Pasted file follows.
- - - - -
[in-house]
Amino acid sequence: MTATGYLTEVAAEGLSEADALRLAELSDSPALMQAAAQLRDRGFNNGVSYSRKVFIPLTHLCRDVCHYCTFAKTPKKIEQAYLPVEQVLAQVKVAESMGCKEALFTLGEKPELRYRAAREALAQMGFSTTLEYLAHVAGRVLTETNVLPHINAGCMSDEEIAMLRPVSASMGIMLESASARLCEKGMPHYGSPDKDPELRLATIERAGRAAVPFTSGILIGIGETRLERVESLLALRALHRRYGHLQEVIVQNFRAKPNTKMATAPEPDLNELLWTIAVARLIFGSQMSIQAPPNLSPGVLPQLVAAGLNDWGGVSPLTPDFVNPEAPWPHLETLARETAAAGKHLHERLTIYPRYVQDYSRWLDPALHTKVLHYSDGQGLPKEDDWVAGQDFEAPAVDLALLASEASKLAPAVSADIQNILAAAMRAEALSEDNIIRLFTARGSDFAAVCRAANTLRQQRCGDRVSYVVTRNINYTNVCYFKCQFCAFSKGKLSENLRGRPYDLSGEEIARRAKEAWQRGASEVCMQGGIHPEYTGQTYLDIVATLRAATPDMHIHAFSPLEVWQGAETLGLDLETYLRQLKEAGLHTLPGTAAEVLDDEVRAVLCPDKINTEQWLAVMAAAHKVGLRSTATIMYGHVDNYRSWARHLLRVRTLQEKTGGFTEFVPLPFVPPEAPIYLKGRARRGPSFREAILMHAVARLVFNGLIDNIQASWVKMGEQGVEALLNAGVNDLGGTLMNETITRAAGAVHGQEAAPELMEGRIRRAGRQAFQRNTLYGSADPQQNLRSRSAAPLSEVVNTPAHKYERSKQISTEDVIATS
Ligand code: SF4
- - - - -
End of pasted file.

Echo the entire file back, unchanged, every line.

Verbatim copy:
[in-house]
Amino acid sequence: MTATGYLTEVAAEGLSEADALRLAELSDSPALMQAAAQLRDRGFNNGVSYSRKVFIPLTHLCRDVCHYCTFAKTPKKIEQAYLPVEQVLAQVKVAESMGCKEALFTLGEKPELRYRAAREALAQMGFSTTLEYLAHVAGRVLTETNVLPHINAGCMSDEEIAMLRPVSASMGIMLESASARLCEKGMPHYGSPDKDPELRLATIERAGRAAVPFTSGILIGIGETRLERVESLLALRALHRRYGHLQEVIVQNFRAKPNTKMATAPEPDLNELLWTIAVARLIFGSQMSIQAPPNLSPGVLPQLVAAGLNDWGGVSPLTPDFVNPEAPWPHLETLARETAAAGKHLHERLTIYPRYVQDYSRWLDPALHTKVLHYSDGQGLPKEDDWVAGQDFEAPAVDLALLASEASKLAPAVSADIQNILAAAMRAEALSEDNIIRLFTARGSDFAAVCRAANTLRQQRCGDRVSYVVTRNINYTNVCYFKCQFCAFSKGKLSENLRGRPYDLSGEEIARRAKEAWQRGASEVCMQGGIHPEYTGQTYLDIVATLRAATPDMHIHAFSPLEVWQGAETLGLDLETYLRQLKEAGLHTLPGTAAEVLDDEVRAVLCPDKINTEQWLAVMAAAHKVGLRSTATIMYGHVDNYRSWARHLLRVRTLQEKTGGFTEFVPLPFVPPEAPIYLKGRARRGPSFREAILMHAVARLVFNGLIDNIQASWVKMGEQGVEALLNAGVNDLGGTLMNETITRAAGAVHGQEAAPELMEGRIRRAGRQAFQRNTLYGSADPQQNLRSRSAAPLSEVVNTPAHKYERSKQISTEDVIATS
Ligand code: SF4